4 Things to do When You Feel a Cold Coming On

I don’t get sick very often, but boy when I do, I really get knocked out. This happened last week, much to my dismay. I had a little cough for a few days and I knew something was brewing, so I was taking lots of vitamins D, B (all kinds) and C, but it still hit me like a ton of bricks. Fortunately, it didn’t last long. I think it might be because I took the right precautions before it really took hold. Either way, it was a good reminder that I should start taking better care of myself. Here are a few things I like to do when I feel a cold coming on:

Drink lots of waterHydration is always important, but when you’re getting sick, your body needs a little extra. Eight 8-ounce glasses of water is a bare minimum when you’re well. Try to drink at least two more glasses when you’re sick.

Take your vitamins – When I’m getting a lot of vitamins from my food, I usually tend to skip a multi, but when a cold is brewing, I add it back to the daily routine. It certainly can’t hurt to get some more nutrients. I also wash an extra (2k IU) vitamin D pill down with a glass of emergen-C (which has loads of B12 and vitamin C).

Get your 7 to 8 hours of sleep – When I’m really busy, sometimes I forgo a few hours of sleep, but never when I’m sick. Your body recuperates while you’re sleeping, so don’t skimp out. Just lay back and let your body to its job.

Go for a little walk – It’s really important to get fresh air and sunshine when your body is fighting a cold, so a walk is the perfect thing. It’ll also get your blood flowing which will help deliver oxygen and nutrients to your vital organs.


Approaching Fitness One Step at a Time

For some people, fitness seems to come naturally. From the time they take their first steps, they seem to hit the ground running. They are constantly involved in group sports and hitting the gym whenever they don’t have a practice. There’s nothing wrong with this level of activity. In fact, it’s what our bodies were designed for. If you look at the lifestyle of our early ancestors, say in the ate Paleolithic era, you can see that our habits have changed quite a bit. Some might argue that this is the basis of evolution: we change. But saying something like that is like saying we, as a society, have a penchant for chronic disease. We sure seem to, but if we just got off the couch once in awhile, we’d feel and function a whole lot better.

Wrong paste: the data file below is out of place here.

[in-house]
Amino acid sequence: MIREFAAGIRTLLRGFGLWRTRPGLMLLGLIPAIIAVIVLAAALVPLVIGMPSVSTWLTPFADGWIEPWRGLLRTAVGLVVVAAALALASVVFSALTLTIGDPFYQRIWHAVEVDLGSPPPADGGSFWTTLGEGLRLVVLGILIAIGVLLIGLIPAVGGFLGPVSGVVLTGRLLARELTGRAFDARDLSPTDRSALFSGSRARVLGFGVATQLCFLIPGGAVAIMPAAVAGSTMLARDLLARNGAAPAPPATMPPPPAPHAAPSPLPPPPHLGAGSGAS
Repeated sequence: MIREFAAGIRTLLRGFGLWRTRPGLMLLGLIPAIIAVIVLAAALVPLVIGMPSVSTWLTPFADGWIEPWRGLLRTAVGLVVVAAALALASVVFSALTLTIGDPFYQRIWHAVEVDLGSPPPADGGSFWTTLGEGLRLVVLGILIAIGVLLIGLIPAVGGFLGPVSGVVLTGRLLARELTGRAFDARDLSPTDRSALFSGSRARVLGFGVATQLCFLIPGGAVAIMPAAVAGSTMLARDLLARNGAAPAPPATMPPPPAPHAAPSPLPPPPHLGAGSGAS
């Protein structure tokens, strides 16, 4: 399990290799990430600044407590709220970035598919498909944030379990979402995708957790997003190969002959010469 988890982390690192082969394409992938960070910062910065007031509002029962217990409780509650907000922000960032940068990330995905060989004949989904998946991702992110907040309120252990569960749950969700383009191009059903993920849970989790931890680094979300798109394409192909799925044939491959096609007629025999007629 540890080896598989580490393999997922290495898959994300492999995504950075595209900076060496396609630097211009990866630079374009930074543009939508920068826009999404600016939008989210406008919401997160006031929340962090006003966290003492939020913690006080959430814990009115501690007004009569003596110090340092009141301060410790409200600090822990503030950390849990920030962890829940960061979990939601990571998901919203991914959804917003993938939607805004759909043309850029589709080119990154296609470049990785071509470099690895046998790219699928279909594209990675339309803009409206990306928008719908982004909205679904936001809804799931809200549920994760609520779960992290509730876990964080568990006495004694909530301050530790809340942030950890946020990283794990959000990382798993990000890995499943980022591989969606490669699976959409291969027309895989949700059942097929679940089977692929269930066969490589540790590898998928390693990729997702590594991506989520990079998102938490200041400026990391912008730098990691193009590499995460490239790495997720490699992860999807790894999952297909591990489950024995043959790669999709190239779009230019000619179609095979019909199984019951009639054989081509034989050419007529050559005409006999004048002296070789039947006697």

Remember this as you’re walking from class to class: fitness isn’t a destination; it’s a journey. You don’t need to jump in with both feet. Just take those feet and move them every once in awhile. The more you exercise, the more natural it will feel to you. Start by purchasing a pedometer. You can get them pretty cheap at online retailers like Amazon or even Overstock. A pedometer counts the steps you take in a day. Experts suggest that we get at least 10 thousand steps in before our heads hit the pillow at night. This may sound like a lot, but you’d really be surprised at how many steps you take in a day without even realizing it. If you go to a large school, for example, you may take a few thousand steps just going from class to class. But, the purpose of getting a pedometer isn’t just to count the steps you’re already taking. It’s to motivate you to take more and more steps throughout the day.

Here are some suggestions for getting more steps in without feeling overburdened with exercise:

  • Take an mp3 player with you wherever you go. You’re more likely to want to keep walking while you’re listening to a great song.
  • Walk to school instead of taking a bus or car, if you live within two or three miles of campus.
  •  Get off the couch and pace around the house while you talk on the phone. Believe it or not, these extra steps count!
  •  Find a walking buddy and plan an evening stroll. This way, you can catch up with a friend while getting your exercise.
  • Take the stairs instead of the elevator or escalator whenever possible.

Once you reach your goal of 10 thousand steps per day, see how many more you can add until you max out. Of course, there’s only so much time in a day, and you spend every minute of it walking. For example, you can’t exactly walk around the room while your professor is lecturing (that only works when you take online classes). But, you can have some fun trying to figure out how active you really can be with minimal effort. I’d really love to know – what’s your walking limit?